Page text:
Mindfulness is The Foundation for Long Term Weight Loss
How many times have you lost weight and gained all or most of it back? If you have, you’re in good company, that’s what happens to most people. In a meta-analysis of 29 long-term weight loss studies, more than half of the lost weight was regained within two years, and by five years more than 80% of lost weight was regained.* But the good news is, long-term, permanent weight loss is possible.
Change your relationship with food
If you want to make long-term, substantial changes, the first thing, before you change your diet, you need to change your relationship to food.
And in order to make that change you need to know where you are right now. Do you know what characterizes your relationship with food? Do you know what drives you to keep eating things that you know aren’t good for you? Or eating beyond full? Or making less than ideal choices? This is why mindfulness can be a powerful ally in making the transformation. In order to rewire your relationship with food, you need to first look at the one you have with an open curiosity and without judgement.
At its core, mindfulness is a way of being in relationship with anything that happens to us in any given moment. Any circumstance, no matter how painful, can be a doorway to healing. And lots of us have a painful relationship with food.
Manage stress without food
Take stress eating for instance, so many people eat in response to stress. It’s actually normal. Eating is pleasurable after all, it has to be. From an evolutionary standpoint, if eating weren’t pleasurable we wouldn’t do it and we would have never survived. We wouldn’t be here. Food triggers pleasure by releasing feel good neurotransmitters dopamine and serotonin in our brains. Some foods trigger more of it than others. Which is why when we’re stressed, we generally don’t reach for broccoli.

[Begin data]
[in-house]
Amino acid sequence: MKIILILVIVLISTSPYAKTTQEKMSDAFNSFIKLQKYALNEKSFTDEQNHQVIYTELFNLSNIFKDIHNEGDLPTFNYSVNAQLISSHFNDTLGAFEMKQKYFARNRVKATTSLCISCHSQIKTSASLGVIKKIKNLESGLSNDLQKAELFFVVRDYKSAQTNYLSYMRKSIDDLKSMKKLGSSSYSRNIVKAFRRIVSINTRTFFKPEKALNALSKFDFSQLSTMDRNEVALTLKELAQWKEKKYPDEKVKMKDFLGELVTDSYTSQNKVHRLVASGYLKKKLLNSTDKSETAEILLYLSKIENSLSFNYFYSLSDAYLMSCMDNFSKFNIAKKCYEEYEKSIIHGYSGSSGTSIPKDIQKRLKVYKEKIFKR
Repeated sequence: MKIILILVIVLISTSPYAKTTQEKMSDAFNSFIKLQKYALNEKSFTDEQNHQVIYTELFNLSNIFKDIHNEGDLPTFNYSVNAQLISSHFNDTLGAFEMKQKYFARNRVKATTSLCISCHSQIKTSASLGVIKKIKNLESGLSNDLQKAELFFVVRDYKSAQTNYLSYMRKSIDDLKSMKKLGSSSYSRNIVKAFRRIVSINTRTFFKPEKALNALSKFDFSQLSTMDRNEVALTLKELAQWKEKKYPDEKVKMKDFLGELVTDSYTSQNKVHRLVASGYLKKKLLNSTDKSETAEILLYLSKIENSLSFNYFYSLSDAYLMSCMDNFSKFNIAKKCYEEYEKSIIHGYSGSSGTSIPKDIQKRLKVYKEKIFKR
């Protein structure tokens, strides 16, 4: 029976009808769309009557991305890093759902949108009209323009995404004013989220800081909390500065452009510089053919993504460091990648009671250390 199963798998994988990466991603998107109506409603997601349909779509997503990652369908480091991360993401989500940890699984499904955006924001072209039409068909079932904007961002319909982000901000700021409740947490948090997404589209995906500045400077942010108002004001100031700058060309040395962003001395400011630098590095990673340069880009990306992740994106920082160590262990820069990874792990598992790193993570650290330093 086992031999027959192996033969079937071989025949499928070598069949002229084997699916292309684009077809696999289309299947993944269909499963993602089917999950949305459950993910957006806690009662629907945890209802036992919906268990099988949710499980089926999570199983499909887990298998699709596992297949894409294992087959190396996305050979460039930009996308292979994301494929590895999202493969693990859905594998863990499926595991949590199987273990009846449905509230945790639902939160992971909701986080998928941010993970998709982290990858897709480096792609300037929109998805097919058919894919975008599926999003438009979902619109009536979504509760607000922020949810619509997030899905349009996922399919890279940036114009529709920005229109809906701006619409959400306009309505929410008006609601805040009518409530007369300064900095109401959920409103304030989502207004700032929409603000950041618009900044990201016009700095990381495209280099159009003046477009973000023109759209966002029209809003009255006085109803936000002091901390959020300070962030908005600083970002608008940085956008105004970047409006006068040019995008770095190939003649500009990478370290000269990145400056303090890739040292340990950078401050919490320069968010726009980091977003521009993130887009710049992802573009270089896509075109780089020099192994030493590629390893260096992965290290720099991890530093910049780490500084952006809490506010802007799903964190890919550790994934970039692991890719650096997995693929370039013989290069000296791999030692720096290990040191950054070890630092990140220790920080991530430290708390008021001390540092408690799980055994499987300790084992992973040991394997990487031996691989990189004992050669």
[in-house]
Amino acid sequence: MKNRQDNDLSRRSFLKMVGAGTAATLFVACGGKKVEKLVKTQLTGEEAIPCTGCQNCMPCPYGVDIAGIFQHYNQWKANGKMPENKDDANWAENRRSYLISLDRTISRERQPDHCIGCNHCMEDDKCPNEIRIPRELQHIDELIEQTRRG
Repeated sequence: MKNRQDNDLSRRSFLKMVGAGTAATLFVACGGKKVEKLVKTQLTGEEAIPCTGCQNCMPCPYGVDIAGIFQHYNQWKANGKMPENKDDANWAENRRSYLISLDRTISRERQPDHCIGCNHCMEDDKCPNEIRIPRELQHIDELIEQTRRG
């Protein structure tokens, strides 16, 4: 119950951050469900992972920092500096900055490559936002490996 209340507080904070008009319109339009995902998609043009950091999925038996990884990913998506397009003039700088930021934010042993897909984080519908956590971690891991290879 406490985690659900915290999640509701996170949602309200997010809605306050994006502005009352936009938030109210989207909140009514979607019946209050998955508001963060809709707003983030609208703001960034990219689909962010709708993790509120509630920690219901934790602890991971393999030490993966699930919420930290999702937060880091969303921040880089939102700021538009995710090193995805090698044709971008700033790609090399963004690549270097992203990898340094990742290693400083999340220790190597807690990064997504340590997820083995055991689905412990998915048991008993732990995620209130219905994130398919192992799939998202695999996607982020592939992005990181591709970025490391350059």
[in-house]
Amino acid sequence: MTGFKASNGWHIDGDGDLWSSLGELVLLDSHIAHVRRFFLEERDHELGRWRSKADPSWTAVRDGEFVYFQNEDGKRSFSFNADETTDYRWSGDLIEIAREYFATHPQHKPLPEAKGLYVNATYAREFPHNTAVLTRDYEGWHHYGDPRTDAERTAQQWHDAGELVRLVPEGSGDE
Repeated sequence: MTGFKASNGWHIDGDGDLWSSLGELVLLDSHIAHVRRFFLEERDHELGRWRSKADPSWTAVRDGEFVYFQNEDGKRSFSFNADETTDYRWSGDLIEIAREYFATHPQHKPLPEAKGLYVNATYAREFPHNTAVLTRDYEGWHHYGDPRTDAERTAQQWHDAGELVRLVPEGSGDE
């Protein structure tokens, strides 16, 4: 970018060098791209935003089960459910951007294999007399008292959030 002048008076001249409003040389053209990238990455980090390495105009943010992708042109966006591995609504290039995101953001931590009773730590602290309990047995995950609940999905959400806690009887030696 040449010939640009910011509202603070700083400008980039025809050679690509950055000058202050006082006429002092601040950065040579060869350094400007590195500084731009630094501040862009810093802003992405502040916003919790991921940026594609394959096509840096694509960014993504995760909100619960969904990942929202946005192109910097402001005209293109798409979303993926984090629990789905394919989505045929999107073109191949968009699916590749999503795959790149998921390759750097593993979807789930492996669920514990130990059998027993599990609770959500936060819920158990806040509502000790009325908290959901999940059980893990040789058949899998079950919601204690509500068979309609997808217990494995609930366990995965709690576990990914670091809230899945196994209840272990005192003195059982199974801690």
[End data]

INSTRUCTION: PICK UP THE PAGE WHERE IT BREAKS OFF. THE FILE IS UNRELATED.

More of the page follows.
One of the big benefits of a mindfulness practice is stress management. In a nutshell, it’s about recognizing, and paying attention to what you’re experiencing, whether it’s events, thoughts or feelings and more likely all three. It’s about giving them space to exist, rather than pushing it away or getting swamped by it.
Will meditation make stress go away? Hardly, but it will definitely change the impact of it. Even after years of practice, I still have the urge to eat when I’m stressed. A little while ago I spent an hour and a half writing an email. It was on an online platform and was supposed to be autosaved. But It just disappeared. The saved version was nowhere to be found. The thought of spending another hour and a half trying to rewrite it was beyond maddening. After lots of yelling, and complaining, and the use of a few choice words, I went into the kitchen and I wanted to eat something. I knew I wasn’t hungry but wanted to eat anyway. And of course I wanted the salty, crunchy stuff that my husband keeps in his personal stash of snacks. Here’s the benefit of mindfulness practice: I knew I was angry and stressed, I was able to accept that an hour and a half of work just went down the drain. So I was able to stand apart from it a little bit and observe, rather than get so tangled up in the moment that I wasn’t thinking. Was I perfect? No but I managed to eat some oil-free hummus rather than the salty crunchies.
Returning to what I said earlier, any circumstance, no matter how painful, can become a doorway to healing. A smooth sea doesn’t make a skilled sailor. Maybe a cliche, but that doesn’t make it less true. It’s the difficulties we experience that can help us grow.
This is why I believe a mindfulness practice is the first step in the journey toward permanent weight loss. This is a journey, it takes practice. Mistakes are learning opportunities, not failures.
- Anderson JW, Konz EC, Frederich RC, Wood CL. Long-term weight-loss maintenance: a meta-analysis of US studies. Am J Clin Nutr. 2001;74(5):579–584.